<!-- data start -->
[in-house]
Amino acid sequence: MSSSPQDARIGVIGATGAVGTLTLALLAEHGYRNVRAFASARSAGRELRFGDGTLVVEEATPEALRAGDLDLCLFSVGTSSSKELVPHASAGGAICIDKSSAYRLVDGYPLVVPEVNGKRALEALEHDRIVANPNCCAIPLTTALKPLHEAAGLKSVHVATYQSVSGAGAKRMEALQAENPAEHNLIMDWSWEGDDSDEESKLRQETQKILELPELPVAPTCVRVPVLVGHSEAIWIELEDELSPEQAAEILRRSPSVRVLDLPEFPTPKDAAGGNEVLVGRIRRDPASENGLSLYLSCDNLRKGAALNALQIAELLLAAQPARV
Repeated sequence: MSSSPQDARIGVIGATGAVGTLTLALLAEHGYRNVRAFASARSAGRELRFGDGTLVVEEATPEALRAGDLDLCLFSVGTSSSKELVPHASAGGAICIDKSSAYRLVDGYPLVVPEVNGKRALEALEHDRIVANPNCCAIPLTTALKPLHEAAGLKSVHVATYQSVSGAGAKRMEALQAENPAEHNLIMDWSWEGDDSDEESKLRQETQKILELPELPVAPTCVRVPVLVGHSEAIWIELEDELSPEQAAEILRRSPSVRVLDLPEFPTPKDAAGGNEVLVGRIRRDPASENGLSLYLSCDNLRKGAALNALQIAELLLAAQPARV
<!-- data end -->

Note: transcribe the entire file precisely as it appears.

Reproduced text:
[in-house]
Amino acid sequence: MSSSPQDARIGVIGATGAVGTLTLALLAEHGYRNVRAFASARSAGRELRFGDGTLVVEEATPEALRAGDLDLCLFSVGTSSSKELVPHASAGGAICIDKSSAYRLVDGYPLVVPEVNGKRALEALEHDRIVANPNCCAIPLTTALKPLHEAAGLKSVHVATYQSVSGAGAKRMEALQAENPAEHNLIMDWSWEGDDSDEESKLRQETQKILELPELPVAPTCVRVPVLVGHSEAIWIELEDELSPEQAAEILRRSPSVRVLDLPEFPTPKDAAGGNEVLVGRIRRDPASENGLSLYLSCDNLRKGAALNALQIAELLLAAQPARV
Repeated sequence: MSSSPQDARIGVIGATGAVGTLTLALLAEHGYRNVRAFASARSAGRELRFGDGTLVVEEATPEALRAGDLDLCLFSVGTSSSKELVPHASAGGAICIDKSSAYRLVDGYPLVVPEVNGKRALEALEHDRIVANPNCCAIPLTTALKPLHEAAGLKSVHVATYQSVSGAGAKRMEALQAENPAEHNLIMDWSWEGDDSDEESKLRQETQKILELPELPVAPTCVRVPVLVGHSEAIWIELEDELSPEQAAEILRRSPSVRVLDLPEFPTPKDAAGGNEVLVGRIRRDPASENGLSLYLSCDNLRKGAALNALQIAELLLAAQPARV